Rebecca Topakian

Lioves an works in France

Dame Gulizar and Other Love Stories

In my work, I usually try to define the notion of identity in its invisible dimensions, within the knots of relationships, mythologies. I explore the question of identity through different axes: interpersonal relationships, link between personal and collective identity, link between family, national history and its mythologies. Identity isn’t an abstraction: it’s a reality incarnated that expresses itself in a peculiar attention to the body, its gestures, sensuality, and desire.

My grandfather Haig who came to France right after the Armenian genocide committed by Turks never told his family story. He never said anything about his life before France. The only story I heard is my great-grand-parents’ love story, Gulizar and Garabed. The story takes place in Kayseri, in Anatolia, in the end of the XIXth century. Gulizar would have been an Armenian princess whereas Garabed was just a bourgeois, a basturma producer (dried meat in a crusted spicy pie) in Kayseri. To marry his beloved-one, he would have kidnapped her on a horse and taken her to Constantinople.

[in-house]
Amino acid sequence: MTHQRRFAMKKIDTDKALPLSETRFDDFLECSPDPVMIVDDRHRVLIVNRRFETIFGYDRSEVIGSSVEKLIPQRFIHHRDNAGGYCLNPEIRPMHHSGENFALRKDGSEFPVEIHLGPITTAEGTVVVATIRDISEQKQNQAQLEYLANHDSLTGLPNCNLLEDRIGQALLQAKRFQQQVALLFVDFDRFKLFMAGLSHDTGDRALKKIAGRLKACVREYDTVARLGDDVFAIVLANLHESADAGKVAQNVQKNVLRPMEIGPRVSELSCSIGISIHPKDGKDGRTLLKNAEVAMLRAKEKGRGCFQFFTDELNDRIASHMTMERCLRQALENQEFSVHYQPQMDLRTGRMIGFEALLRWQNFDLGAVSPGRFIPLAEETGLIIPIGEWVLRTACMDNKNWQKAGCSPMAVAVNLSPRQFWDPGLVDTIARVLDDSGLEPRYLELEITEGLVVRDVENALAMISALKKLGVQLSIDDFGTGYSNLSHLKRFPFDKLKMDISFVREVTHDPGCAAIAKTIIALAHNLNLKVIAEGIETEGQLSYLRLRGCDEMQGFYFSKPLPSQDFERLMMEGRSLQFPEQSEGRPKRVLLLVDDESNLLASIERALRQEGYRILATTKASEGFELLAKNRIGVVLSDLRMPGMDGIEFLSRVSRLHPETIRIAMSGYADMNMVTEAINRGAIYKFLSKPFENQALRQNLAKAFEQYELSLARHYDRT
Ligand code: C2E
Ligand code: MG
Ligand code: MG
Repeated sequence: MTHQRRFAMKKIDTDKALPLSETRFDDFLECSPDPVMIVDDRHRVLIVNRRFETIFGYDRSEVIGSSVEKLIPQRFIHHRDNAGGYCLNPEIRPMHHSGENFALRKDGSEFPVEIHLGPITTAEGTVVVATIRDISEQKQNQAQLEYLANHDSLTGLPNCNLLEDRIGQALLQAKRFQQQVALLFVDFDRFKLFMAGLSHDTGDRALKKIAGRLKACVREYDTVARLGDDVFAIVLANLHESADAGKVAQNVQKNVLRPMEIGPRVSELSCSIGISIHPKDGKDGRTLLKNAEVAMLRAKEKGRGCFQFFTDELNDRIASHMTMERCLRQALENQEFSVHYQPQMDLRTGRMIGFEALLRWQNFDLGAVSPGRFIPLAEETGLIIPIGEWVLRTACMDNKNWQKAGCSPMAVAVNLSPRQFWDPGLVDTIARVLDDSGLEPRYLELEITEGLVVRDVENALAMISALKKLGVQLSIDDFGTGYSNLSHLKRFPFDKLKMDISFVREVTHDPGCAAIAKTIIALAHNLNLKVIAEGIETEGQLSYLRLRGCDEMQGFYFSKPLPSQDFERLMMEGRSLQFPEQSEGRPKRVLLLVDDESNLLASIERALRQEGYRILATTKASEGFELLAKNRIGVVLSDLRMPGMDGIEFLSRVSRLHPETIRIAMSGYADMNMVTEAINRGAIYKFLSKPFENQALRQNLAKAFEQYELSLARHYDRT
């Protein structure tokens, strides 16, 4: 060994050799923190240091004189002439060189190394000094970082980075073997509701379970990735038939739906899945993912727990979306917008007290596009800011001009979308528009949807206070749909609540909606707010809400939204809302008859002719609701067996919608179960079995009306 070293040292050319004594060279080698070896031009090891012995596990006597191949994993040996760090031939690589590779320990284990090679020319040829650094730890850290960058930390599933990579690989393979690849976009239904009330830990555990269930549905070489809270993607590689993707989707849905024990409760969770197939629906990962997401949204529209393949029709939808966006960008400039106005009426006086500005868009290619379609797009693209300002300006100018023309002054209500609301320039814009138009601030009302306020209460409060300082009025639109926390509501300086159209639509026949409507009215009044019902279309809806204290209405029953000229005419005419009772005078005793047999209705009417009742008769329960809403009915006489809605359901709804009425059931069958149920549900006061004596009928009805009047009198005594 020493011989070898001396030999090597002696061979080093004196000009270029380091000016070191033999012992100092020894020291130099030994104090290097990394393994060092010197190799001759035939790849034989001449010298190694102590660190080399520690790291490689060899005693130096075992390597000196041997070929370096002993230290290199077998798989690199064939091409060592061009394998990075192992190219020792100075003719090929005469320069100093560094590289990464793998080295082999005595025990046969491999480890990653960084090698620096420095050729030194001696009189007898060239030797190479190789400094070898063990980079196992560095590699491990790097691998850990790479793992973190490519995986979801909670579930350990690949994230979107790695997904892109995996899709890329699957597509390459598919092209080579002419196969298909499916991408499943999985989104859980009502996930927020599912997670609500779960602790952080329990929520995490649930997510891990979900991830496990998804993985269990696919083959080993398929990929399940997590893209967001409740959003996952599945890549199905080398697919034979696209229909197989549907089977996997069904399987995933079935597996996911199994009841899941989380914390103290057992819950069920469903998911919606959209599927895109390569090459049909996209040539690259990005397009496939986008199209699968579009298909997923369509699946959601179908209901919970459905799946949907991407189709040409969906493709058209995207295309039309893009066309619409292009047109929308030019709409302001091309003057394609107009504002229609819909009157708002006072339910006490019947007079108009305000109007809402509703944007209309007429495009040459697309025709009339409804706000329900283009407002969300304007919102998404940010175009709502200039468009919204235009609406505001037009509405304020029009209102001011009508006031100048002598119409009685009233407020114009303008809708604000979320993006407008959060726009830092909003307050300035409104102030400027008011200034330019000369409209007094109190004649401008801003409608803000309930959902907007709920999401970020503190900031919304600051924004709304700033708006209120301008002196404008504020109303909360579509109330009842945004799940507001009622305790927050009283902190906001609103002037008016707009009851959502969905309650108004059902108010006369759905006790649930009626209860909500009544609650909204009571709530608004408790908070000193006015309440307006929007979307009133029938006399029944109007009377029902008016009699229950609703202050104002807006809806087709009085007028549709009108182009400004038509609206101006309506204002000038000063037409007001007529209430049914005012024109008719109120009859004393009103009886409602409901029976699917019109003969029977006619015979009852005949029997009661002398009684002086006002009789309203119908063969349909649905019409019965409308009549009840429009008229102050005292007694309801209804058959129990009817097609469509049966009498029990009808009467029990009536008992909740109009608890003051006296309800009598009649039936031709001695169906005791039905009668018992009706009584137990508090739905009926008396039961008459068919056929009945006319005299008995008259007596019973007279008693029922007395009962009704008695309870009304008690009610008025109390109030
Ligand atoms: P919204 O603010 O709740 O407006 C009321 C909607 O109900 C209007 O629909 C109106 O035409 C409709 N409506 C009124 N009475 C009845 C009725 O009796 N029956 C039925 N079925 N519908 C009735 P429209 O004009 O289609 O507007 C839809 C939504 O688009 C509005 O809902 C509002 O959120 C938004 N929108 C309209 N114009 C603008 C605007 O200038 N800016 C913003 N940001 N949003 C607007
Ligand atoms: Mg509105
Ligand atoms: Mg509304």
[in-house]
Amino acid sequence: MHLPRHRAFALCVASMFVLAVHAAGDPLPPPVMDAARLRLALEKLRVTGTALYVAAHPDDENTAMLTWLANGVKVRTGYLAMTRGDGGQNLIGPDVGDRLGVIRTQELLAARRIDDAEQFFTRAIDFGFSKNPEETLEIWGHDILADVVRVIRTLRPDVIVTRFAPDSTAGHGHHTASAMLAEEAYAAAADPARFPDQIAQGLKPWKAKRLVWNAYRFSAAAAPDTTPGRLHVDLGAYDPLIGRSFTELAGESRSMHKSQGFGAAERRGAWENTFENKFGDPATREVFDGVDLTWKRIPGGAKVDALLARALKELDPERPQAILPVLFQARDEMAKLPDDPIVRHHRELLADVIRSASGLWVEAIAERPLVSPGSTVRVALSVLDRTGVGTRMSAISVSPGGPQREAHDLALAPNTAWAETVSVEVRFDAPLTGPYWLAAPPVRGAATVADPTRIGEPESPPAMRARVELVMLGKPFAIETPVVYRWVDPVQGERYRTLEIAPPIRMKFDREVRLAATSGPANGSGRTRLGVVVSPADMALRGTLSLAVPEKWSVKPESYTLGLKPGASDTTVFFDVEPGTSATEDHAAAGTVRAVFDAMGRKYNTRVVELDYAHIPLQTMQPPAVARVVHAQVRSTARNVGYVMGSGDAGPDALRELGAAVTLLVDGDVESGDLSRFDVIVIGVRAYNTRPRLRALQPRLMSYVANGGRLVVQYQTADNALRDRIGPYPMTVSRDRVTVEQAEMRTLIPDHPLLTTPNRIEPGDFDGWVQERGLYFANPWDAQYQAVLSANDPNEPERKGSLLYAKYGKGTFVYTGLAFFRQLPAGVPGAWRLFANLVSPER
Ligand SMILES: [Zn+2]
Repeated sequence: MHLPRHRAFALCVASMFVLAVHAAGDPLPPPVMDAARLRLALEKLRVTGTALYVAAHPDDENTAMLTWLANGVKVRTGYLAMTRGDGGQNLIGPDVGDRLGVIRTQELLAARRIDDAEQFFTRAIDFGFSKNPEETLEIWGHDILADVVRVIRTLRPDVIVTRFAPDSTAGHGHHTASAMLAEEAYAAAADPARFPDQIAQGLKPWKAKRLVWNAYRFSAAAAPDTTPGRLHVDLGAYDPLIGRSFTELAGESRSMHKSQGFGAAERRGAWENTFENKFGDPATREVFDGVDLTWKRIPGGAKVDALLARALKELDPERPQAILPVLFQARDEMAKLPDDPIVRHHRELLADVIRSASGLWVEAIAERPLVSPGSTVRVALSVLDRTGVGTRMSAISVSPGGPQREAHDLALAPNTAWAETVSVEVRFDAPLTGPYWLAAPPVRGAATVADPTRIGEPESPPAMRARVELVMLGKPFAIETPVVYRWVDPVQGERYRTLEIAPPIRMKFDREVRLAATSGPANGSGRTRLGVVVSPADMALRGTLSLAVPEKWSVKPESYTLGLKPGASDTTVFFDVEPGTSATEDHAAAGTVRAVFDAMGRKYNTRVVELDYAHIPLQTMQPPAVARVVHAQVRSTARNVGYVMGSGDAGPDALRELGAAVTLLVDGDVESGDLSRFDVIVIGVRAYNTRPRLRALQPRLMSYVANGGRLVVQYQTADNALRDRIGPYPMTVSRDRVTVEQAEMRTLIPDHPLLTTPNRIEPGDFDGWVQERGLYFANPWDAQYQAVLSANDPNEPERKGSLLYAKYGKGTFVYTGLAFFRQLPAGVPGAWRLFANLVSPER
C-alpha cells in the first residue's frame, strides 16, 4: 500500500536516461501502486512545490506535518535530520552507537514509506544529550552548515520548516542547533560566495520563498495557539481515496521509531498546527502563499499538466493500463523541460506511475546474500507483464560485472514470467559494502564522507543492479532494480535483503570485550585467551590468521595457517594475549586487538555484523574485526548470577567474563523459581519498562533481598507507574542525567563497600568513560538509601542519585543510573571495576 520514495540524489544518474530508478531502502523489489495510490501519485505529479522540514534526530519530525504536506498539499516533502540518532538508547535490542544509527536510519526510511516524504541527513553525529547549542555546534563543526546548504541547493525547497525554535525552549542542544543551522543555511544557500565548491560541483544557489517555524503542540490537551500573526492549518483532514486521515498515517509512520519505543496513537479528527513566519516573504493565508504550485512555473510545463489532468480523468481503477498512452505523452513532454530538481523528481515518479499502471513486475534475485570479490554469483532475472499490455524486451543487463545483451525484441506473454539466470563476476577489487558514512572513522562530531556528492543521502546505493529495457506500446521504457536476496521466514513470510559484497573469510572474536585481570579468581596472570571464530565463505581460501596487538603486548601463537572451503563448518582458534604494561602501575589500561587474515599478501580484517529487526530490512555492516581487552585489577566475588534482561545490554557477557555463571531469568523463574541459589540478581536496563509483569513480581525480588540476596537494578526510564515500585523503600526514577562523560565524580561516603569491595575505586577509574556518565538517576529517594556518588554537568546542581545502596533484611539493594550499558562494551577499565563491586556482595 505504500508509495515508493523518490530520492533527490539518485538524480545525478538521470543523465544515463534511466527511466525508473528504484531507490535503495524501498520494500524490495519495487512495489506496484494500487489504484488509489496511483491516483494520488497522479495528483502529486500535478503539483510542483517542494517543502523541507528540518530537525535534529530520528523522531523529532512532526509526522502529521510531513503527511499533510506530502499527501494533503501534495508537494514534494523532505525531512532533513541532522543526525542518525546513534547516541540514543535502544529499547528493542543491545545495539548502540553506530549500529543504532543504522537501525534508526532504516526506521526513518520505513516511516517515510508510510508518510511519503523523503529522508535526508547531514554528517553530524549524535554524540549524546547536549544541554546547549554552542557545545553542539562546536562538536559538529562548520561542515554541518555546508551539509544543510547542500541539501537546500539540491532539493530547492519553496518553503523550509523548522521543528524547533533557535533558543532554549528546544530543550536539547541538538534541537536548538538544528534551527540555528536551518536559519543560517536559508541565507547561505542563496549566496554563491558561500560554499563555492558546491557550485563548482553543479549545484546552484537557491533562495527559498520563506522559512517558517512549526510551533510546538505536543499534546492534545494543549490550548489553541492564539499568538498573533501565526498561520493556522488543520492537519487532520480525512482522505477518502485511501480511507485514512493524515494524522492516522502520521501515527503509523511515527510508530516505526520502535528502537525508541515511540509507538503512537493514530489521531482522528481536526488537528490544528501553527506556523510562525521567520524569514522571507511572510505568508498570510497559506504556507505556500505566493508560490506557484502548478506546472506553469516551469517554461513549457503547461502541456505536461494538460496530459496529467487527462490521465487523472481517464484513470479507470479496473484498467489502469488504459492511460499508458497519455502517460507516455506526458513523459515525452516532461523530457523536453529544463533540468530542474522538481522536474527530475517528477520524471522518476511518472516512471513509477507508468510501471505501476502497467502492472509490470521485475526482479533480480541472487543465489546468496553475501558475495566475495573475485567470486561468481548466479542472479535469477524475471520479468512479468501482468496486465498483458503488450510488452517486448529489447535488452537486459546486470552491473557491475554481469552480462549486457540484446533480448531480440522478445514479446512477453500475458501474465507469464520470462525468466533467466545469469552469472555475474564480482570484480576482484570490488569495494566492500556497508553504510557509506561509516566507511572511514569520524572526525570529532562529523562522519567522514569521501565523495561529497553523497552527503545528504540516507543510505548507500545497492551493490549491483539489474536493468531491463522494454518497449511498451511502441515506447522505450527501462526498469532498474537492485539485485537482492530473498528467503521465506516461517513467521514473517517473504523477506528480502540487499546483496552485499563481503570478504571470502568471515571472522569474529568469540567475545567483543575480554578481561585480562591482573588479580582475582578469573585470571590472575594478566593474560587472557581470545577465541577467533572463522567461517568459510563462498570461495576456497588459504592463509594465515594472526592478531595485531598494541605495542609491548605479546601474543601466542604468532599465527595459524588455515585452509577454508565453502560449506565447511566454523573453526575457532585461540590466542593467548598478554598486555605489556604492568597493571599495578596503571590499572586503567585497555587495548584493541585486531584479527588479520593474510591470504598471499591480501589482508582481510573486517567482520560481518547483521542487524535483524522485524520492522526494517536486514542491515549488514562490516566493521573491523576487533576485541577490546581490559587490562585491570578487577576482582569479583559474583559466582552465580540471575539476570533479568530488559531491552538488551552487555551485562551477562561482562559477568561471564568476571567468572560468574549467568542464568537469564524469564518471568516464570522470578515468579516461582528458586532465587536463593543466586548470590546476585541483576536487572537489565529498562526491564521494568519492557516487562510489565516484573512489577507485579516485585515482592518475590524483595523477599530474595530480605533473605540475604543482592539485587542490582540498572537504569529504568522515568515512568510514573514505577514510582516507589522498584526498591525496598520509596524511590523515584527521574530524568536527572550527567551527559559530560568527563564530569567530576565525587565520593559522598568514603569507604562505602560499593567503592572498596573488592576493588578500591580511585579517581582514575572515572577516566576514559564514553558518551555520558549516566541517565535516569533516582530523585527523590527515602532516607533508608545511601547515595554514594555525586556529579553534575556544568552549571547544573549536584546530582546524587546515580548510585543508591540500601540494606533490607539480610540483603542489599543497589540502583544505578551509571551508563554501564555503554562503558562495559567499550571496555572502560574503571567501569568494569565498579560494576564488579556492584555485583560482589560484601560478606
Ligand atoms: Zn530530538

I’ve been exploring this part of my identity with a fictional and mythological point of view in order to fill in the blanks. Having in mind my great-grand-parents’ love story, the desire became the fil rouge of my work: desire of land, of identity but also of the other’s body, like a mirror. I’ve taken photos of landscapes, mountains or rocs like the details of a décor of a poetic story, nearly a fairy tale. Meanwhile, I’ve casted in my acquaintances and on Tinder some young Armenian men with a typical look and displayed them in intimate moments to create as many fictional love stories as them, beginnings of oneiric romances. The mix of style, in images, allows back and forth between fantasy and reality and permits to create links between different timings.

These photos are mixed with family archives and stone prints.
I have collected family photos, exchanged between my grand-father, and his brothers and sisters, spread all over the world, and I have printed them following a peculiar process of photosensitive emulsion on the top of typical Armenian stones (obsidian, tuff and volcano glass). By doing so, I symbolically put back my family into its land.
I plan to pursue this work and intitled it “The ashes of Constantinople have to fly back to Europe”.

Between investigation and fiction, this work will follow a trip from Turkey to Kayseri. This should have happened thanks to an artist residency in Spring 2020 but was canceled due to the sanitary crisis.